President George H. W. Bush has passed away. He died yesterday at the age of 94 and will best be remembered for his foreign policy achievements along with the overwhelming kindness he showed to others in retirement on both sides of the political aisle. His single term in office occurred during what could have been a very turbulent time in international affairs if it were not for his steady leadership and diplomatic skill. Some historians label him as the most successful single-term president in American history.
Even though it has been 30 years, Bush was the last U.S. president to come to office fully experienced and competent in questions of national security and international relations. His experience had its roots in World War II as a naval aviator who once was shot down over the Pacific. He ran for and was elected to Congress in 1967, from which he was named by Nixon to be ambassador to the United Nations four years later. President Ford picked him as the Chief of the U.S. Liaison Office to the People’s Republic of China (the equivalent of ambassador at the time) at the critical time when China was beginning a new relationship with America after years of isolation. Ford would next put Bush in charge of the C.I.A. in 1976. With the nomination of Ronald Reagan as Republican candidate for president, Bush found himself as his running mate and subsequently became Vice President of the United States where he remained for the next eight years during the “Reagan Revolution.” By the time Bush successfully ran for president himself on Reagan’s coattails in 1988, his experience in foreign affairs was extensive and would serve him and the world in a way that history can be thankful for.
George H. W. Bush is remembered mainly for two military operations—the invasion of Panama to arrest the corrupt dictator and drug trafficker, Manuel Noriega, and the first Gulf War. The latter would become a textbook example of coalition building diplomacy and the limited and effective use of military force after Saddam Hussein invaded Kuwait in 1990. The overwhelming success of the operation was notable for restoring America’s military confidence after its years of self-doubt from the Vietnam War.
Bush’s diplomatic skills and experience would be put fully to the test in 1989 after the brutal crackdown by the Chinese military on protesters in Tienanmen Square. In an environment of great international and domestic outrage, Bush, with great care, walked a fine line between condemning China for its actions and improving U.S./Sino relations. Bush was able to impose limited punitive sanctions while keeping China’s trust at a time when leaders of a lesser caliber could have caused serious and even permanent damage to a relationship of vital importance.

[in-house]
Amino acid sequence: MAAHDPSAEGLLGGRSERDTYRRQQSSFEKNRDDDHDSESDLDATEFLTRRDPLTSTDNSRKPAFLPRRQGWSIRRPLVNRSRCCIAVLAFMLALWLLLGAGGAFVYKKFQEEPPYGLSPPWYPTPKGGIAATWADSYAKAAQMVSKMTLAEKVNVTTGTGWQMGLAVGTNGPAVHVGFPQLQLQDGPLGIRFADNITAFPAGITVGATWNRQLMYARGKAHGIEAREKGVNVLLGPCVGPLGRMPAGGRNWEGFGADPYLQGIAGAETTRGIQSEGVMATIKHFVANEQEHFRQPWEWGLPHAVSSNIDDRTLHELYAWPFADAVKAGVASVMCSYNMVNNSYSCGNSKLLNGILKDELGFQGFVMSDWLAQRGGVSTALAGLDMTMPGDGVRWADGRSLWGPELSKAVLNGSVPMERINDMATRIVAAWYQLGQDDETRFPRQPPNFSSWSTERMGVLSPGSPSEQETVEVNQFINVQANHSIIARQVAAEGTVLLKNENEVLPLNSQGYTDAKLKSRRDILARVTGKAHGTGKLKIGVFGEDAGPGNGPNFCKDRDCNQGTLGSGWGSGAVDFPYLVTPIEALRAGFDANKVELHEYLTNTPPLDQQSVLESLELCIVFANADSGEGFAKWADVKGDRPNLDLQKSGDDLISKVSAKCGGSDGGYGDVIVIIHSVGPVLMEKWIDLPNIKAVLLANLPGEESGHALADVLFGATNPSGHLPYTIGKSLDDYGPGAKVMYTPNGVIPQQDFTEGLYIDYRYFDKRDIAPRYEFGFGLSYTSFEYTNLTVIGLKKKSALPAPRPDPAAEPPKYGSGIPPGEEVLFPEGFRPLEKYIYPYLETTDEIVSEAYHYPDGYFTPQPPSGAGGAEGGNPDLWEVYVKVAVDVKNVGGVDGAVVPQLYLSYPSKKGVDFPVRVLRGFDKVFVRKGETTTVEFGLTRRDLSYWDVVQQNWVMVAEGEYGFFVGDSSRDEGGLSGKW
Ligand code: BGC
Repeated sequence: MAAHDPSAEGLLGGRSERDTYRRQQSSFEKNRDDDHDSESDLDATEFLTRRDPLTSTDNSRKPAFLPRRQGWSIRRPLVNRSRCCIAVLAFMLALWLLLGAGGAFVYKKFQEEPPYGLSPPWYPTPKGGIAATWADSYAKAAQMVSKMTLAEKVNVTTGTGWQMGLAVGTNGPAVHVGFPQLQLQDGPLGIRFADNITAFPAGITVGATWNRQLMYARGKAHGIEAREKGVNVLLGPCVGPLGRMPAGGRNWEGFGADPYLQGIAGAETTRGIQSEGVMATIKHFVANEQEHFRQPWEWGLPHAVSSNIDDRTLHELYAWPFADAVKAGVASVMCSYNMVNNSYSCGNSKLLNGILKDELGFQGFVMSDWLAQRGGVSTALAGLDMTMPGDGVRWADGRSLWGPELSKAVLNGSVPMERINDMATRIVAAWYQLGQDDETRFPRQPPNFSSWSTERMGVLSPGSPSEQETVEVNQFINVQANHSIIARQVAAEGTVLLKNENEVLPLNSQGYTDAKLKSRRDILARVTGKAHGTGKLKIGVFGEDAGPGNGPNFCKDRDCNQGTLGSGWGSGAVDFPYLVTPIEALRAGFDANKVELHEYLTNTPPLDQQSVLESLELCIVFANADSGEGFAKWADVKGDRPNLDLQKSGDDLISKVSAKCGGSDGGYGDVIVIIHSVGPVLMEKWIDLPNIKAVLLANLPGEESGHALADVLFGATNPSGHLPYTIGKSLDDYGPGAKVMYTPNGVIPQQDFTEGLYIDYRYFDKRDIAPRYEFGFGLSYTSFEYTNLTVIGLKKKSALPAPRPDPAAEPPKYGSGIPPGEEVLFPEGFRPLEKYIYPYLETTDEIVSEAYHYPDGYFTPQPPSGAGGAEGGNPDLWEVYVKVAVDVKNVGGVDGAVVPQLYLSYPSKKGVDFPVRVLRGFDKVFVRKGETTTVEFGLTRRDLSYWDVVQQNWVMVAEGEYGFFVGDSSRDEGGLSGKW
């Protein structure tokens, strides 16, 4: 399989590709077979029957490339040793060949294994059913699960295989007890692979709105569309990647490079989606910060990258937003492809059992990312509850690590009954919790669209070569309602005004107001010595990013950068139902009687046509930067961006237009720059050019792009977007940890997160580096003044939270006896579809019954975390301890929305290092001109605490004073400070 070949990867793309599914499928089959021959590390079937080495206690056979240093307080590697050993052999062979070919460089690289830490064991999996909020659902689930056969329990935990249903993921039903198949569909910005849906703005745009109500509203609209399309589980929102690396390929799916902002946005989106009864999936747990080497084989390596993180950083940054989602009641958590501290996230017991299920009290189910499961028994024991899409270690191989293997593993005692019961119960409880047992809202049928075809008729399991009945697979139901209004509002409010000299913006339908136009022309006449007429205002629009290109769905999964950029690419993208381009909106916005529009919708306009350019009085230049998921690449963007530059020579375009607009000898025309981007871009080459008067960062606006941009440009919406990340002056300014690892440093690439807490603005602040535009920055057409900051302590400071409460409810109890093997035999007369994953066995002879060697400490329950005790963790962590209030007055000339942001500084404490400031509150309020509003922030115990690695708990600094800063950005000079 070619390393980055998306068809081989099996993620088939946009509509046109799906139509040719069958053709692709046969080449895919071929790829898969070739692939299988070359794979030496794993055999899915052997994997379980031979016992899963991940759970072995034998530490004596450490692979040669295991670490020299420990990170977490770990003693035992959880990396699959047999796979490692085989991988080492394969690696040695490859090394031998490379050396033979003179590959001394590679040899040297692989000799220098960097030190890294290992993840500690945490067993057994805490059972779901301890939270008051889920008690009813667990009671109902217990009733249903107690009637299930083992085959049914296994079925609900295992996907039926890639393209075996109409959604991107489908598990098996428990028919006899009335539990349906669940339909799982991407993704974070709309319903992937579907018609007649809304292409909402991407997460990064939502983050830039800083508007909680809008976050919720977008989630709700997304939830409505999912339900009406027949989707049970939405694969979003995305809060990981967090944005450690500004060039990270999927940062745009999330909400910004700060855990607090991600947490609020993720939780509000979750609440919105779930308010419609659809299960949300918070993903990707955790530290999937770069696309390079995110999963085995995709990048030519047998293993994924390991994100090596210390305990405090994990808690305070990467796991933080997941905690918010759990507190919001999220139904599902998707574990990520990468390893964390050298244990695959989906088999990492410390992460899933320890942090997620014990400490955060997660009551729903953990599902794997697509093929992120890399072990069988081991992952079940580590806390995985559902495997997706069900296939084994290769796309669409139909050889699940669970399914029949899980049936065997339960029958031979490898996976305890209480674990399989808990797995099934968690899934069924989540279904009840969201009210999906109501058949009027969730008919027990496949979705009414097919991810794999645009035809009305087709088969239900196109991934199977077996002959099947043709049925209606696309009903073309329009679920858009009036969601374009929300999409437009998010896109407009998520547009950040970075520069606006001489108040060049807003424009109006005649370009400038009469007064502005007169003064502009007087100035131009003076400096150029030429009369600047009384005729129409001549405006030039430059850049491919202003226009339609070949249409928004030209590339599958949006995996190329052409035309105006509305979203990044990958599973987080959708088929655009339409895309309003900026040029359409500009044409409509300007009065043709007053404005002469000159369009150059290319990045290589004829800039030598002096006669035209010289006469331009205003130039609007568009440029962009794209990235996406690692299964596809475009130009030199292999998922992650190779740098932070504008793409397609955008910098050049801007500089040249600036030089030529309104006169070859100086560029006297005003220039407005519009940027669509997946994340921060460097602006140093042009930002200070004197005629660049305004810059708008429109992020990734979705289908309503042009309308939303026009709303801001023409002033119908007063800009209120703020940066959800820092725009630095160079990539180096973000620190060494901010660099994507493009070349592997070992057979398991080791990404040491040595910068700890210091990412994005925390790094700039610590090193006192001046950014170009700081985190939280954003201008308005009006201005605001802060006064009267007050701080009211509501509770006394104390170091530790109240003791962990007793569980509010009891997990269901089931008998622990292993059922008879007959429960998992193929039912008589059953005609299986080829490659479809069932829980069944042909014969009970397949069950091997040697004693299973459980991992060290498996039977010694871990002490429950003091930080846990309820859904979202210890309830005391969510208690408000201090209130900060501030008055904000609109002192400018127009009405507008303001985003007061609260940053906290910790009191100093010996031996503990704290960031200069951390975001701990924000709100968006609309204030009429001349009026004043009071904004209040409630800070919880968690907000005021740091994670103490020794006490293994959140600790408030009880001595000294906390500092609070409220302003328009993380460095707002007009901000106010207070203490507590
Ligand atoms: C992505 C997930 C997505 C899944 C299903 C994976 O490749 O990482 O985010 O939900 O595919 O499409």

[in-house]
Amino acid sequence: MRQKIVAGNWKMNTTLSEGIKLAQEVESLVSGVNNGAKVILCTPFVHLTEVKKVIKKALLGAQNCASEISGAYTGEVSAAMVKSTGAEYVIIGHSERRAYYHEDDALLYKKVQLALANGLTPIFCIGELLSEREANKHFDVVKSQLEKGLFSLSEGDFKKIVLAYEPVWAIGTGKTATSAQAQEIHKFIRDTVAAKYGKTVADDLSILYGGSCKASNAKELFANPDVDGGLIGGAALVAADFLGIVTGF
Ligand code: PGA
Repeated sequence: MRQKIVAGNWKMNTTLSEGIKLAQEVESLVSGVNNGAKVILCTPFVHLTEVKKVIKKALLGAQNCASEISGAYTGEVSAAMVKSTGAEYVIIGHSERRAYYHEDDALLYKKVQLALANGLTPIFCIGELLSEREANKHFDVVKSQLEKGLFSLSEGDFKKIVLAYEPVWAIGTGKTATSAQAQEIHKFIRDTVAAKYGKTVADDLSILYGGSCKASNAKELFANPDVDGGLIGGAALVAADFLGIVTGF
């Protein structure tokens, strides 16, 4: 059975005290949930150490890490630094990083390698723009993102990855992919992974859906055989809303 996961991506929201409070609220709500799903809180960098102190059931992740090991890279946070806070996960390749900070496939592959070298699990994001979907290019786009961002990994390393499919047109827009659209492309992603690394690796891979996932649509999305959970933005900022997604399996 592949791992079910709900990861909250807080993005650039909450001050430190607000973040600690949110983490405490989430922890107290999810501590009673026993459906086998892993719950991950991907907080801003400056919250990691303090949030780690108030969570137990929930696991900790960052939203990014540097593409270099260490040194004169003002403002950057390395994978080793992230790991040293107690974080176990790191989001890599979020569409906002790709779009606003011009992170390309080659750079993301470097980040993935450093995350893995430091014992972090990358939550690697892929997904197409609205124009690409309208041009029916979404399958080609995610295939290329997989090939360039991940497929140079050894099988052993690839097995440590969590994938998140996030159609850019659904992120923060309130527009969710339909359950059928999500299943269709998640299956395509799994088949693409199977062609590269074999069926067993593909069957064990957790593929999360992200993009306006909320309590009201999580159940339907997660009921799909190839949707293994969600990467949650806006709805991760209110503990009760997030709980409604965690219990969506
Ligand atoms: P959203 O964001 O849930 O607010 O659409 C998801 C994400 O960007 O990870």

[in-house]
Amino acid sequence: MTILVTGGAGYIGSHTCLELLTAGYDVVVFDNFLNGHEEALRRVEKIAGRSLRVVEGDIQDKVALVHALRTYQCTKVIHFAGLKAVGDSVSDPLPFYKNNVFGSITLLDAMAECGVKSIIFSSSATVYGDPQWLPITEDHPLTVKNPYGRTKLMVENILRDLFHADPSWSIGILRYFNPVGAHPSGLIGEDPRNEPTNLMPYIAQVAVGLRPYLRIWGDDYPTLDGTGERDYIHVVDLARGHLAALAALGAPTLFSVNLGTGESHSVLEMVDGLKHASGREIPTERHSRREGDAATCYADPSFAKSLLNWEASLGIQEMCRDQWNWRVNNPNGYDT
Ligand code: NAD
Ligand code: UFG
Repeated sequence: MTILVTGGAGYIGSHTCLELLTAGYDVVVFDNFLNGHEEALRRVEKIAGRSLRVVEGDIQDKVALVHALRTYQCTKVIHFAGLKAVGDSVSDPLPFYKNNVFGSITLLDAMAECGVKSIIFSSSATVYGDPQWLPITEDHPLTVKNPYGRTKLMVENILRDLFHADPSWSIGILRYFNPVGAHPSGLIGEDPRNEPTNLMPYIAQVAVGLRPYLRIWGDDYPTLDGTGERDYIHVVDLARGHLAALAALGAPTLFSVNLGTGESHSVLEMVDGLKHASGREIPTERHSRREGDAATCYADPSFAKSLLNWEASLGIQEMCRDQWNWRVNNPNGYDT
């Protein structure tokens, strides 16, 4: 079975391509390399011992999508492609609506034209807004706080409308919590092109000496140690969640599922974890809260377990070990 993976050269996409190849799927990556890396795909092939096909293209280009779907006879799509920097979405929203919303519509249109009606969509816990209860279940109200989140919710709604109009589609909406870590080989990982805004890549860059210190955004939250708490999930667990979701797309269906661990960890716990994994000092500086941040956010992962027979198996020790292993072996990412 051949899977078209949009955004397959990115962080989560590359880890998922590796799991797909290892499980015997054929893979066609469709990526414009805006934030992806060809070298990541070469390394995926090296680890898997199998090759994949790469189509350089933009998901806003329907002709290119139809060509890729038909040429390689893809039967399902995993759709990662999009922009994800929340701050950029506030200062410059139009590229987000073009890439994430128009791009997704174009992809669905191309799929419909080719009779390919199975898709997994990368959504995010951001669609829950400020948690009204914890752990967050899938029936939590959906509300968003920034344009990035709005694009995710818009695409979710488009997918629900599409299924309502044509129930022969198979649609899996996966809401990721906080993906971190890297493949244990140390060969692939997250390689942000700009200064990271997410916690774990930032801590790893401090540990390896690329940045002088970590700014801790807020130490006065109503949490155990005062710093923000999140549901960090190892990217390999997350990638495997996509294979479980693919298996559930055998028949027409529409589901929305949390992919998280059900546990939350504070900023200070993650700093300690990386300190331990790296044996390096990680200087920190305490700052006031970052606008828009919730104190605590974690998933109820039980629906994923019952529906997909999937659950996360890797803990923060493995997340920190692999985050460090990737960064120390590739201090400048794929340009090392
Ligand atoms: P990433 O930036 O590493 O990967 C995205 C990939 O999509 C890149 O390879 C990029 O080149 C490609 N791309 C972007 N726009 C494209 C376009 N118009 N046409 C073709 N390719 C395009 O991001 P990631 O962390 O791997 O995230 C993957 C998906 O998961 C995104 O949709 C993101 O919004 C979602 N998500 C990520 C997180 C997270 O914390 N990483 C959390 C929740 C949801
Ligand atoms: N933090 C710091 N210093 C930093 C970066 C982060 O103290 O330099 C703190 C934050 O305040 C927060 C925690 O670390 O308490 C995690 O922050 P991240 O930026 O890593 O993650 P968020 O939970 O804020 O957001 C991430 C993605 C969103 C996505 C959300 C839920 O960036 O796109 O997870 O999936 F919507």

Starting at the end of 1991 with the sudden fall of the Berlin Wall and the collapse of the Soviet Union which ended the Cold War, Bush again showed great diplomatic nuance, dexterity, and acumen. When it would have been easy to openly celebrate a great victory, Bush publicly remained humble, calm, and unemotional so not to appear to gloat over the defeat of an enemy after a long struggle. That response would be critical in gaining trust and piecing together the remnants of the Soviet Eastern European block while working with the Russians to begin the long process of rebuilding their country. His diplomatic acumen would also be key to reunifying Germany, a controversial issue at the time given Germany’s role in both world wars. The world that formed after the Cold War was largely shaped because of the vision and decisions made by George H. W. Bush. Historians will study Bush’s role in creating a post-Soviet world as they study the roles of leaders like Castlereagh, Talleyrand, and Metternich in creating a post-Napoleonic Europe.
Winning reelection was not in Bush’s fortune. His loss was due in large part because his domestic policies over the budget and raising taxes alienated his base. He was defeated by the young and charismatic Democratic governor of Arkansas, Bill Clinton. It certainly was a painful defeat, and would have been a time to be bitter. But his magnanimity and respect for the office of the Presidency was on full display in a letter he left on the Resolute Desk in the Oval Office for his successor to read upon taking office. That letter read in part, “You will be our President when you read this note. I wish you well. I wish your family well… Your success now is our country’s success. I am rooting hard for you.” The letter to Clinton will go down as one the most moving acts between a defeated president and his successor in American history.
With the passing of George H. W. Bush yesterday, America and the world loses one of its great leaders. It is the profound fortune of the United States to have had a leader such as him at the time it did. May future leaders read and study the examples he set.